patience | Customer Service Solutions, Inc.

The Proven Value in What You Do - 4/9/24


Forbes wrote an article last year based on a compilation of the results of research on customer service and the customer experience; it was titled:  100 Customer Experience Stats For 2023. In reading the article, you’ll note that many of these key research findings are about you – the value Read more

A Tale of Two Texts - 4/2/24


Having to get allergy shots once a week is never fun, and for Janet, it became an even bigger frustration. She had the shots typically scheduled on Tuesday around 10:30 in the morning, figuring she would avoid the morning rush as well as the lunch rush by going mid-morning.  However, Read more

The Secret Sauce for Great Customer Service - 3/26/24


I was working with the League Office for a major American sport several years back, and one of the executives asked me to describe our Secret Sauce that helped our clients improve the fan experience and customer retention.  I gave him a sense of what makes us unique and Read more

The Miracle of an Apology - 3/19/24


Unfortunate but true story… The manager basically lost his mind.  He terminated his employee on the spot.  She had told the customer that there was going to be a delay in the shipment.  The employee called up the customer ahead of time to let the customer know what was about Read more

It’s Not About the 5-Minute Wait - 3/12/24


Robert went into his supervisor’s office to update her on a situation at the payment desk.  Robert said that a customer was about fourth or fifth in line, waiting to be served, and the customer was complaining loudly about the wait.  He was there to make a property tax Read more

Lessons from the Greats - 3/5/24


I was recently facilitating a workshop on the customer experience, and I made the point that it’s usually beneficial to look at your personal life for great experiences; identify what really resonates with you in a positive way in order to uncover ideas to improve your own customer service. So, Read more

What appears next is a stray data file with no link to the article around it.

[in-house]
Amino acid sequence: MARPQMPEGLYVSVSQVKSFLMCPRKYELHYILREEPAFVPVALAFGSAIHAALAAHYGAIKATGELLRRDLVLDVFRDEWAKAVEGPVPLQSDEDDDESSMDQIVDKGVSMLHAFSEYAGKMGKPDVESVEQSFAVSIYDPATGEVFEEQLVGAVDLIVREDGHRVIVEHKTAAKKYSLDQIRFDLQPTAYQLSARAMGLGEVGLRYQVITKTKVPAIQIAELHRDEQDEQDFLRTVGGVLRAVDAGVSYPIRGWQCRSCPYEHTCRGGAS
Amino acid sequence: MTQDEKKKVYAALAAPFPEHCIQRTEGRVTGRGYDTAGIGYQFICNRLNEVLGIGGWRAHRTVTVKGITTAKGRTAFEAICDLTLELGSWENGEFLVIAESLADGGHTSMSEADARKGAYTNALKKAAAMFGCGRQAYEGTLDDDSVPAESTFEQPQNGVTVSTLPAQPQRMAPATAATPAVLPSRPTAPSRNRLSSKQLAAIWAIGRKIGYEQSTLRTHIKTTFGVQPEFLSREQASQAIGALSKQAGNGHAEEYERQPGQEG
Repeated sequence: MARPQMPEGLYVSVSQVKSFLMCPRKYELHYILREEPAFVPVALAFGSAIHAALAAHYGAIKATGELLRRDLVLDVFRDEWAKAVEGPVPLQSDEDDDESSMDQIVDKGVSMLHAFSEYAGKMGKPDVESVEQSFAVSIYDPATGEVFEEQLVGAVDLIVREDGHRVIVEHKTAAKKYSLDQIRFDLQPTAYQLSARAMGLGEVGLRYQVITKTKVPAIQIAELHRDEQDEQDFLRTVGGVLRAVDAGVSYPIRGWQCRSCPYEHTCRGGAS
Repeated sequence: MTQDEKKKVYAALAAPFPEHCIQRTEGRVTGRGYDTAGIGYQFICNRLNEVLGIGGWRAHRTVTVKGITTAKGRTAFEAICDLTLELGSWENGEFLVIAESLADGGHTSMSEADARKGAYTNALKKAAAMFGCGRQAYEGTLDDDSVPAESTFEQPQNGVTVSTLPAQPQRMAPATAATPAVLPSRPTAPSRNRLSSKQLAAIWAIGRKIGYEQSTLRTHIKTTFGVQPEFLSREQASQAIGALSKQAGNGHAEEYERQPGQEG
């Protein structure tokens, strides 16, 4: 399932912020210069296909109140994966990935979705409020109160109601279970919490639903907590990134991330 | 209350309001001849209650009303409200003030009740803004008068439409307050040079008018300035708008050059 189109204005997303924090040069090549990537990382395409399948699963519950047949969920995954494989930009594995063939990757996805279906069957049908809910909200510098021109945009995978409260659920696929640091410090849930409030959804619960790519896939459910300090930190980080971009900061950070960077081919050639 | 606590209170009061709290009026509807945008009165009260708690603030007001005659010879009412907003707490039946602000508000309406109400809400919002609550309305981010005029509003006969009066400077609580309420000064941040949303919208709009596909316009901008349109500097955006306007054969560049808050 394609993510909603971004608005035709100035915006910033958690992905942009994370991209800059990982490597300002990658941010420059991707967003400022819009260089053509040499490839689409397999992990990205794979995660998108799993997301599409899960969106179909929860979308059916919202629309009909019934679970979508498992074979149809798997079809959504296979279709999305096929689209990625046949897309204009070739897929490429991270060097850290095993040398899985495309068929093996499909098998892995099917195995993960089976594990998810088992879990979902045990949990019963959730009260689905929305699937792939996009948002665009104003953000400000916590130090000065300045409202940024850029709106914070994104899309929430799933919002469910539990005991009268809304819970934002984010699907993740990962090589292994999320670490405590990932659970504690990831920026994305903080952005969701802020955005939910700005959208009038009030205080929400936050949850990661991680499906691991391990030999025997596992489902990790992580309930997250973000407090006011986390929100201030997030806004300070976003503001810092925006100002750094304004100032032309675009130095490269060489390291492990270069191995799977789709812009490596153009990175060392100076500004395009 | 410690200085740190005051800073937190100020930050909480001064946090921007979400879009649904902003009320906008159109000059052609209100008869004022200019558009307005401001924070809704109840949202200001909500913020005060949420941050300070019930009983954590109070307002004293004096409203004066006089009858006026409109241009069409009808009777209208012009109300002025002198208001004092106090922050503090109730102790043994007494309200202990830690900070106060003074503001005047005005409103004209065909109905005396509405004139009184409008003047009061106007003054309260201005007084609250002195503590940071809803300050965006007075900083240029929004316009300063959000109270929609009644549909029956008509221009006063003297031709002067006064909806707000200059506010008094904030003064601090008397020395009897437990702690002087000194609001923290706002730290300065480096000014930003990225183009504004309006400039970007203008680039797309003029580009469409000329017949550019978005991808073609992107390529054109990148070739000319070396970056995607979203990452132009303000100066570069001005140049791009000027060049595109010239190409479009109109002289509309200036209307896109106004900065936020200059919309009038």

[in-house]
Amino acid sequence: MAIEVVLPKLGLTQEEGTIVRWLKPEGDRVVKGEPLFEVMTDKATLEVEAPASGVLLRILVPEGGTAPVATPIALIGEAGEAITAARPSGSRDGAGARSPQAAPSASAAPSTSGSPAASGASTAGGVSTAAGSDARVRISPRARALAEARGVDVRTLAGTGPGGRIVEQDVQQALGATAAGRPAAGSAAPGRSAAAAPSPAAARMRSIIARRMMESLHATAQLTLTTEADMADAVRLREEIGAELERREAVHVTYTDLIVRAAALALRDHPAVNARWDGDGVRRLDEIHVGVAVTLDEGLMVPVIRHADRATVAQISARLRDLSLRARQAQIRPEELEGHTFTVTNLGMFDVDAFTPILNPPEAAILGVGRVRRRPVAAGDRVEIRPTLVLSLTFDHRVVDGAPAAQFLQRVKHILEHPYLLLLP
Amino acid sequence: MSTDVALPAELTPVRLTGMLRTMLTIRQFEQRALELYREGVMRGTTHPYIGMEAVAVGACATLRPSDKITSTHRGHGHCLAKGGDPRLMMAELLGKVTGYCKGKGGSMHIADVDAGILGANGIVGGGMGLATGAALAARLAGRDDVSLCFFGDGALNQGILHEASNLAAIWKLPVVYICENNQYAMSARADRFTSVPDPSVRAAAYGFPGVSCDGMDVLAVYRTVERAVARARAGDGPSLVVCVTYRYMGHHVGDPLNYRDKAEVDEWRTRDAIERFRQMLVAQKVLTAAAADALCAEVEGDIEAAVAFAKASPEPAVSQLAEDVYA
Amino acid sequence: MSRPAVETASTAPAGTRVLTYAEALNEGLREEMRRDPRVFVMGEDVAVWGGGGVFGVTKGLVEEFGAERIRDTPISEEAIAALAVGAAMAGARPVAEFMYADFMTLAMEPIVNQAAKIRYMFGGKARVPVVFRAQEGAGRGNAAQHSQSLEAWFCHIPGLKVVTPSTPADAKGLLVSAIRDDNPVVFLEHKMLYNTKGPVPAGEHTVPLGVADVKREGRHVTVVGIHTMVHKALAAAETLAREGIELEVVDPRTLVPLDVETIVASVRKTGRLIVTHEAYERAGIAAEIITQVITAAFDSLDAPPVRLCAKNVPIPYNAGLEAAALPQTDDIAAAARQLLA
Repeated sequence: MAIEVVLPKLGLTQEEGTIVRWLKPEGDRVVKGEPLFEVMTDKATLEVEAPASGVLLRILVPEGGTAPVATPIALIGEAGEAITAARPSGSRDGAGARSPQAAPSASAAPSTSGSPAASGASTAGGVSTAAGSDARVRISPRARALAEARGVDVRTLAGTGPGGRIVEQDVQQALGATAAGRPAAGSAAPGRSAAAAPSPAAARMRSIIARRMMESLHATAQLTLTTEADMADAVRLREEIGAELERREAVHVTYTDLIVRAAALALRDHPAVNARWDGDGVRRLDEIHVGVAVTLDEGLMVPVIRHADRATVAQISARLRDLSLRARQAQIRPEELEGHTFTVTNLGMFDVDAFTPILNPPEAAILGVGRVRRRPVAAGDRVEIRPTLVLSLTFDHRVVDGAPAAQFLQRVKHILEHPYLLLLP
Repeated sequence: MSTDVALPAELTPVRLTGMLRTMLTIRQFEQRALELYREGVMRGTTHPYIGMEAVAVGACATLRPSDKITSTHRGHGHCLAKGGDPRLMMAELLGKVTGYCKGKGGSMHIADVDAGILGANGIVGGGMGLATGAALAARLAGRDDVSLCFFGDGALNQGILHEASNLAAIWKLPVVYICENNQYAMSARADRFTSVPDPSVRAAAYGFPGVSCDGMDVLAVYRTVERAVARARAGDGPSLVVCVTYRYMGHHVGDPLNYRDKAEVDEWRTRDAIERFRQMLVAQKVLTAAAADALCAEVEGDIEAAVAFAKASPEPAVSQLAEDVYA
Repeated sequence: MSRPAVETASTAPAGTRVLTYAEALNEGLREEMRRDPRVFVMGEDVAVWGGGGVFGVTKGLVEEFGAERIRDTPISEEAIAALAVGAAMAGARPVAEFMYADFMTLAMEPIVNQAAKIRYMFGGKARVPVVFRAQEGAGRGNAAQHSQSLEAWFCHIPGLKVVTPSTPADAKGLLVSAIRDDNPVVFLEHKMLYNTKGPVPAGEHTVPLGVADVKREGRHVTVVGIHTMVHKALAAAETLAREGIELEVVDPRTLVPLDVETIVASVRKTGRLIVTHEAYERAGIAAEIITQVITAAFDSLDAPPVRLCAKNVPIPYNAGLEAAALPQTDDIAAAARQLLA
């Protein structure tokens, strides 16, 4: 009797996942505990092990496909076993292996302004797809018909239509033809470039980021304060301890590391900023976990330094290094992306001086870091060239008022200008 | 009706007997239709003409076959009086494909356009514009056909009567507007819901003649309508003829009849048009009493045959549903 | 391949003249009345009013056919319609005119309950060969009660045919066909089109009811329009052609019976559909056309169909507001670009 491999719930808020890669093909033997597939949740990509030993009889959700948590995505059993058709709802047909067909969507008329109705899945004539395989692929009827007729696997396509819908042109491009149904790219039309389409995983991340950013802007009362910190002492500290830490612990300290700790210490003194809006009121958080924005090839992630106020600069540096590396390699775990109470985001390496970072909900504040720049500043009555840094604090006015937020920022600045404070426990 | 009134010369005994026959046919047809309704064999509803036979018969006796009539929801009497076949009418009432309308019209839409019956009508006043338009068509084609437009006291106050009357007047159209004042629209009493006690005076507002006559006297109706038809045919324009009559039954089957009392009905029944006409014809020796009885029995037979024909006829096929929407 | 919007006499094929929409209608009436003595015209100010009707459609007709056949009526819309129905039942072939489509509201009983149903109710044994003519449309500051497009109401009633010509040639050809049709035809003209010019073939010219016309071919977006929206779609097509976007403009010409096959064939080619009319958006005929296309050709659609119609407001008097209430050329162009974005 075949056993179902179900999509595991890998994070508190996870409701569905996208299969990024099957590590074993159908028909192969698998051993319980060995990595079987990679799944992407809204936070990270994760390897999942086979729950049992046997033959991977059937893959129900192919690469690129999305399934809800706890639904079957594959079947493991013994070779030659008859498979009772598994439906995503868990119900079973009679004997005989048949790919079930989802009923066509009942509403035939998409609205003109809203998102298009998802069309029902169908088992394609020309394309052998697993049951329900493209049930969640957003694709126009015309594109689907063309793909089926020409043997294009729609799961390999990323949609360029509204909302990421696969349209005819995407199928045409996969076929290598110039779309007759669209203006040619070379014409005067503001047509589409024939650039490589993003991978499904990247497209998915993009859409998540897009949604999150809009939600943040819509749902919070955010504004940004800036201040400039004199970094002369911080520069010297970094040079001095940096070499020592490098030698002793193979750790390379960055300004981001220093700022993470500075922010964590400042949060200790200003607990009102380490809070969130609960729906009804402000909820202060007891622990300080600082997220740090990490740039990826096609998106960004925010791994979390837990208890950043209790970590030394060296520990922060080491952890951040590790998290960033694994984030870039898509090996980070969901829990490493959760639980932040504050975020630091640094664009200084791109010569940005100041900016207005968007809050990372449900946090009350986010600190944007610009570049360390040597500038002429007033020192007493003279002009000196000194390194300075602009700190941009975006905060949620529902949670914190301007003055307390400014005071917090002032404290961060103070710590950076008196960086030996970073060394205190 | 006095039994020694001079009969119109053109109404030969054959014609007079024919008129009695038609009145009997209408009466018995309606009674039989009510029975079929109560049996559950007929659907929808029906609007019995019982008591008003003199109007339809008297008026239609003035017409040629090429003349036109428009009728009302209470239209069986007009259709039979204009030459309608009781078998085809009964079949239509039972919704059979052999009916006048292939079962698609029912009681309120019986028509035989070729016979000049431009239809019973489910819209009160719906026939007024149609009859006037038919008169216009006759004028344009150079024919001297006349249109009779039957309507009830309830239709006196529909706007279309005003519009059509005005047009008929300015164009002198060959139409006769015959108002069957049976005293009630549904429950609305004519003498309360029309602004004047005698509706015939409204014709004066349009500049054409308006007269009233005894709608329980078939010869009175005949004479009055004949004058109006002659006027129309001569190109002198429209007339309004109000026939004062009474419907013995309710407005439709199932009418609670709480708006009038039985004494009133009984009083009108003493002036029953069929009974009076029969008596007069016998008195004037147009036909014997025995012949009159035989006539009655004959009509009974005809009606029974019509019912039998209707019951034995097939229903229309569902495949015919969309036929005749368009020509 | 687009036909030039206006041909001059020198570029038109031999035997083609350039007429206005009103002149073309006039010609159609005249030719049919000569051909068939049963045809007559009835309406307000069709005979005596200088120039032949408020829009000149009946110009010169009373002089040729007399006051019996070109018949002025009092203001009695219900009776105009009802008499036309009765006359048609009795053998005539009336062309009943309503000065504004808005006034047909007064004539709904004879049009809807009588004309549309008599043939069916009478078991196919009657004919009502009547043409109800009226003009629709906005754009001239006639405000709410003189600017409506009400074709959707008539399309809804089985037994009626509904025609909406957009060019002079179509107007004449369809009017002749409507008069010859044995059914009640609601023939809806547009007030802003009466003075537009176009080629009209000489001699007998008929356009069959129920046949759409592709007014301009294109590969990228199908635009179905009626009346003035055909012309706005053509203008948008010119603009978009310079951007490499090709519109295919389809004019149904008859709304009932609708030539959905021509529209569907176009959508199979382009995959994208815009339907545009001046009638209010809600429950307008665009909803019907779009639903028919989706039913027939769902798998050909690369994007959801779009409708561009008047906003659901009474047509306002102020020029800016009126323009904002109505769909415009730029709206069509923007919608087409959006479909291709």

The Empathy Roadmap - 2/27/24


For some people, empathy comes naturally.  There’s an innate desire to learn about the other person and to sincerely convey that sense of interest and caring.  But for many of us, sometimes it helps to have a communication plan.  It helps to know what to do in order to Read more

“You’re the Boss” - 2/20/24


Terrence is excellent at what he does.  From a technical standpoint, he knows how to keep the facility clean.  He’s the lead custodian, and he knows that keeping things straight does not necessarily mean keeping things sanitary.  He knows what chemicals to use and not to use, how to Read more

Customer Understanding Leads to Relationship Growth - 2/13/24


We’ve worked with educational organizations at all grade levels over the years.  One special and unique characteristic about the staff who work in these organizations is that there’s a clear intent to know about the students as individuals, to focus on them rather than purely focusing on what’s delivered Read more

Define Customer Service Success Differently - 2/6/24


When I’m watching television, listening to the radio, or listening to a podcast, it’s always interesting when the topic moves to the question:  How can you be a success?  The speakers often discuss the process of becoming a success with the assumption that people believe success is defined by Read more

The Miracle of an Apology – 3/19/24

Posted on in Customer Service Tip of the Week Please leave a comment

Unfortunate but true story…

The manager basically lost his mind.  He terminated his employee on the spot.  She had told the customer that there was going to be a delay in the shipment.  The employee called up the customer ahead of time to let the customer know what was about to (or not about to happen), and to see what the customer wanted to do.  The only options were to wait for the late shipment or to cancel the order.

The manager was livid.  His employee had put the sale at risk by telling the customer about the impending delay and letting the customer know they could cancel.

The next day, the manager called the employee, was contrite, apologized profusely, and asked the employee to come back to work.

This employee was one of the best in the office.  She was being proactive with the customer.  She had the customer’s best interests at heart, and she was trying to provide good customer service.

The manager was so focused on the potential lost transaction that he didn’t recognize everything that his team member was doing, and why she was doing it.  He was so focused on that potential lost transaction, that he didn’t consider the magnitude of the loss of one of his best employees, the potential loss of her clients, the loss of trust and credibility with those employees who remained.